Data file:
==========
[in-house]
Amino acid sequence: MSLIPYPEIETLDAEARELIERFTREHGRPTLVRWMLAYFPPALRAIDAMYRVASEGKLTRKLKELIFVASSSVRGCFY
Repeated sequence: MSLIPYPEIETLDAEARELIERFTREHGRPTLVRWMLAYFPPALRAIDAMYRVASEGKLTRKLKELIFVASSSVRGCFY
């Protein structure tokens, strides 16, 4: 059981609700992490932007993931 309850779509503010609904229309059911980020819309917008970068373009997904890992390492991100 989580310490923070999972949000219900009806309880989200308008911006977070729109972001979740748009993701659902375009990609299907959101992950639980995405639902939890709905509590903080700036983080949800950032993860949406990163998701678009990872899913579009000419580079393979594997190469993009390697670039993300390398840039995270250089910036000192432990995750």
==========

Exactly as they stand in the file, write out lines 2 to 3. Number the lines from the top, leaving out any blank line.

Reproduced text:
Amino acid sequence: MSLIPYPEIETLDAEARELIERFTREHGRPTLVRWMLAYFPPALRAIDAMYRVASEGKLTRKLKELIFVASSSVRGCFY
Repeated sequence: MSLIPYPEIETLDAEARELIERFTREHGRPTLVRWMLAYFPPALRAIDAMYRVASEGKLTRKLKELIFVASSSVRGCFY